A great rule of thumb is to remember that you should make all of your communication about your prospects and customers - not you or your business.

Everything you communicate to your audience should be a demonstration of how you can help them.

You can create case studies to show how your services solve problems for your clients. You can also build content around topics that you know are problems for your audience and include solutions (similar to this article you're reading right now).

Other ways to help your audience include:

  • Sharing book recommendations
  • Sharing reviews, testimonials, reports, interviews, tools and resources that will smooth your audience's pathway
  • Sharing your own experience in overcoming similar problems

(3) Create stories everywhere in your business

Stories are gold. They show your audience what you can do intimately because the details remain in your audience's imagination. Case studies, interviews and all of the ideas I've already suggested are forms of stories, especially if they're linked together into a sequence your audience can follow.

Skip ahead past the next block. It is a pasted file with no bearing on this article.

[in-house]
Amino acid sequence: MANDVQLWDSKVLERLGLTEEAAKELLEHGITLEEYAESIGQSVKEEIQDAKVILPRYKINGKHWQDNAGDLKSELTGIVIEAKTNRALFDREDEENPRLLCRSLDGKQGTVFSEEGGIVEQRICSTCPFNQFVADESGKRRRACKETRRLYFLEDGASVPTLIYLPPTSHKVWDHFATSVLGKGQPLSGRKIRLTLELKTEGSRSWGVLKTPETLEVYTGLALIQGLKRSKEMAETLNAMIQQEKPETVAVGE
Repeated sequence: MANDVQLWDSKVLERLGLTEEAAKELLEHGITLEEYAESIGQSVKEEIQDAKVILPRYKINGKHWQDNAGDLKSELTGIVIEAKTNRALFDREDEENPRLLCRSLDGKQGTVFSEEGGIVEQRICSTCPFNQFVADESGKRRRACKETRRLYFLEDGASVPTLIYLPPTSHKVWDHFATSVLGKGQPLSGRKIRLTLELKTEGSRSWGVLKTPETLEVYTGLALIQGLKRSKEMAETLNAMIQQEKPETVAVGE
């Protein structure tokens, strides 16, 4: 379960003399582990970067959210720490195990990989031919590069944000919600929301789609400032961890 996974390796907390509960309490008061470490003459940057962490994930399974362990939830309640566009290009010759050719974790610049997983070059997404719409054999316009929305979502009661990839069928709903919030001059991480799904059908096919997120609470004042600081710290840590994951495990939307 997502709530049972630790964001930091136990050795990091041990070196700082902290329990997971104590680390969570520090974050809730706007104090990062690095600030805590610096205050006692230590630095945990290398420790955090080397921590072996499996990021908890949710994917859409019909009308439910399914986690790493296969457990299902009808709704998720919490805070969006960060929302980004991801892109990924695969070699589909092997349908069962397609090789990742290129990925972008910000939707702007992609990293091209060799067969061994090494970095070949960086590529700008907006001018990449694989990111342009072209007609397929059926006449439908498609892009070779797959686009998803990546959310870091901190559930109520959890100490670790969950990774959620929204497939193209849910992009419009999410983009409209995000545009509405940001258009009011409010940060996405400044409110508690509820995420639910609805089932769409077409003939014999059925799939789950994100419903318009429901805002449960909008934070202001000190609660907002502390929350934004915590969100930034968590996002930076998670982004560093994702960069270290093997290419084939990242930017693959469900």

You can also create stories to invoke the senses and emotions, whether it's joy, laughter, motivation, focus, courage or camaraderie over avoiding fear, loss, and stagnancy. Stories are also great ways to demonstrate how you implement your services, and you don't have to be a great writer to create stories either. In fact, everyday stories that everyone can relate to often work best.

(4) Reach your audience where they are now

Don't attempt to reach your audience where you think they are, or where you want them to be. Reach them where they are. This requires a solid understanding of who your audience is, what their problems are and what prevents them from accomplishing their goals. When you have all that information, you can bridge the gaps for them through your content so that they can recognise how you can help them go from where they are to where they want to be.

Don't forget to create content for different audience types, both in terms of what your customer avatar is and their level of problem or brand awareness.

(5) Solve problems for your audience that prevent them from hiring you